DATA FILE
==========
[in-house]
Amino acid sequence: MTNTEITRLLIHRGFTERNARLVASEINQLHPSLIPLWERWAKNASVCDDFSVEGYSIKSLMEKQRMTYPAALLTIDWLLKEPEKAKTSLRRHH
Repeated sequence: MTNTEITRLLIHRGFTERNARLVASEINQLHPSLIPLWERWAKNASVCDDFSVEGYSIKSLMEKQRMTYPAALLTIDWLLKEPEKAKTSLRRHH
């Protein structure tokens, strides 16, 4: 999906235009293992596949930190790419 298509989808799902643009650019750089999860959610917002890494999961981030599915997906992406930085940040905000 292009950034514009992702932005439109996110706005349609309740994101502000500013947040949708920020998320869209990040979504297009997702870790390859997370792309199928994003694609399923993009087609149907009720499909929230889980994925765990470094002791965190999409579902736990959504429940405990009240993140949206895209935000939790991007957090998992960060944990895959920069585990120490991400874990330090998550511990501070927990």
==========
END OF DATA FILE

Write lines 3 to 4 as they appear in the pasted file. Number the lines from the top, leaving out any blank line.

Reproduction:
Repeated sequence: MTNTEITRLLIHRGFTERNARLVASEINQLHPSLIPLWERWAKNASVCDDFSVEGYSIKSLMEKQRMTYPAALLTIDWLLKEPEKAKTSLRRHH
């Protein structure tokens, strides 16, 4: 999906235009293992596949930190790419 298509989808799902643009650019750089999860959610917002890494999961981030599915997906992406930085940040905000 292009950034514009992702932005439109996110706005349609309740994101502000500013947040949708920020998320869209990040979504297009997702870790390859997370792309199928994003694609399923993009087609149907009720499909929230889980994925765990470094002791965190999409579902736990959504429940405990009240993140949206895209935000939790991007957090998992960060944990895959920069585990120490991400874990330090998550511990501070927990």